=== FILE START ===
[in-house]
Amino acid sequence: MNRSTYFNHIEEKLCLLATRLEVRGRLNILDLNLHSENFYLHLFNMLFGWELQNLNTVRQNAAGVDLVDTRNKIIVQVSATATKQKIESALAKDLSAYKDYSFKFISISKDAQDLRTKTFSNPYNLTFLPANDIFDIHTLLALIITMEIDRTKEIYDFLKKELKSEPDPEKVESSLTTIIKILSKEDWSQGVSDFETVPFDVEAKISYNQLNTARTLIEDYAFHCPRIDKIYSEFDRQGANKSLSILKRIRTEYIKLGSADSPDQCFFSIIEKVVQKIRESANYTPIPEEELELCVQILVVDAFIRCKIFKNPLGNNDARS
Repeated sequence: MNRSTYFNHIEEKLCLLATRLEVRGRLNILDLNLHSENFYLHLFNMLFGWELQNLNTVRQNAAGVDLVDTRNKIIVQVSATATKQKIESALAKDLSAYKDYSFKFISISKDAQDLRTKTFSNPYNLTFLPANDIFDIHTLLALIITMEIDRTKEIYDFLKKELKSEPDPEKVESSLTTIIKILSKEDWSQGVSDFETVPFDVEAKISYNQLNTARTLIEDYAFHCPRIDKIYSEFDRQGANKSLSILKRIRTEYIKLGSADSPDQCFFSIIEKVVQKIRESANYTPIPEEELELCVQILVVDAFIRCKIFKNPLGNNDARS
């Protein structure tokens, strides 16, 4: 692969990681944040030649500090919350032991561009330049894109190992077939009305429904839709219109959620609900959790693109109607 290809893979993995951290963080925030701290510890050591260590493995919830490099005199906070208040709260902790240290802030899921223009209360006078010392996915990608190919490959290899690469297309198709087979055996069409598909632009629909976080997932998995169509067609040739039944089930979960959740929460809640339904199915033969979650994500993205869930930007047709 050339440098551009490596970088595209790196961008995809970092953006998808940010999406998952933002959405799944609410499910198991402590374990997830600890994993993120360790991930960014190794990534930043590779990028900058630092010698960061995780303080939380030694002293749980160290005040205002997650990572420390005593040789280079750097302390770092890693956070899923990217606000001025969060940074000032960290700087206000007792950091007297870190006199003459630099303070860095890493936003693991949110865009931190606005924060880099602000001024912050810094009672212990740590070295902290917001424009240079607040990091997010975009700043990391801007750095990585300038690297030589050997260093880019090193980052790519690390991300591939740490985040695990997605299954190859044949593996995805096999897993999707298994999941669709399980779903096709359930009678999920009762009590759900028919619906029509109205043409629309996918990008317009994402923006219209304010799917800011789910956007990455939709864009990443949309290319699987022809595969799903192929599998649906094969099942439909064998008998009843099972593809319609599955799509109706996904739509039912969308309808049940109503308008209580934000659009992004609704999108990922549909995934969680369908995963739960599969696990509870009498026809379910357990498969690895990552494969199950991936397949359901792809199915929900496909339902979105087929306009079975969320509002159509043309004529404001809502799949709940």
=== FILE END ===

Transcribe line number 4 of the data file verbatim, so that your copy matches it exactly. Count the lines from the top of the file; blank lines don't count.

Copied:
């Protein structure tokens, strides 16, 4: 692969990681944040030649500090919350032991561009330049894109190992077939009305429904839709219109959620609900959790693109109607 290809893979993995951290963080925030701290510890050591260590493995919830490099005199906070208040709260902790240290802030899921223009209360006078010392996915990608190919490959290899690469297309198709087979055996069409598909632009629909976080997932998995169509067609040739039944089930979960959740929460809640339904199915033969979650994500993205869930930007047709 050339440098551009490596970088595209790196961008995809970092953006998808940010999406998952933002959405799944609410499910198991402590374990997830600890994993993120360790991930960014190794990534930043590779990028900058630092010698960061995780303080939380030694002293749980160290005040205002997650990572420390005593040789280079750097302390770092890693956070899923990217606000001025969060940074000032960290700087206000007792950091007297870190006199003459630099303070860095890493936003693991949110865009931190606005924060880099602000001024912050810094009672212990740590070295902290917001424009240079607040990091997010975009700043990391801007750095990585300038690297030589050997260093880019090193980052790519690390991300591939740490985040695990997605299954190859044949593996995805096999897993999707298994999941669709399980779903096709359930009678999920009762009590759900028919619906029509109205043409629309996918990008317009994402923006219209304010799917800011789910956007990455939709864009990443949309290319699987022809595969799903192929599998649906094969099942439909064998008998009843099972593809319609599955799509109706996904739509039912969308309808049940109503308008209580934000659009992004609704999108990922549909995934969680369908995963739960599969696990509870009498026809379910357990498969690895990552494969199950991936397949359901792809199915929900496909339902979105087929306009079975969320509002159509043309004529404001809502799949709940």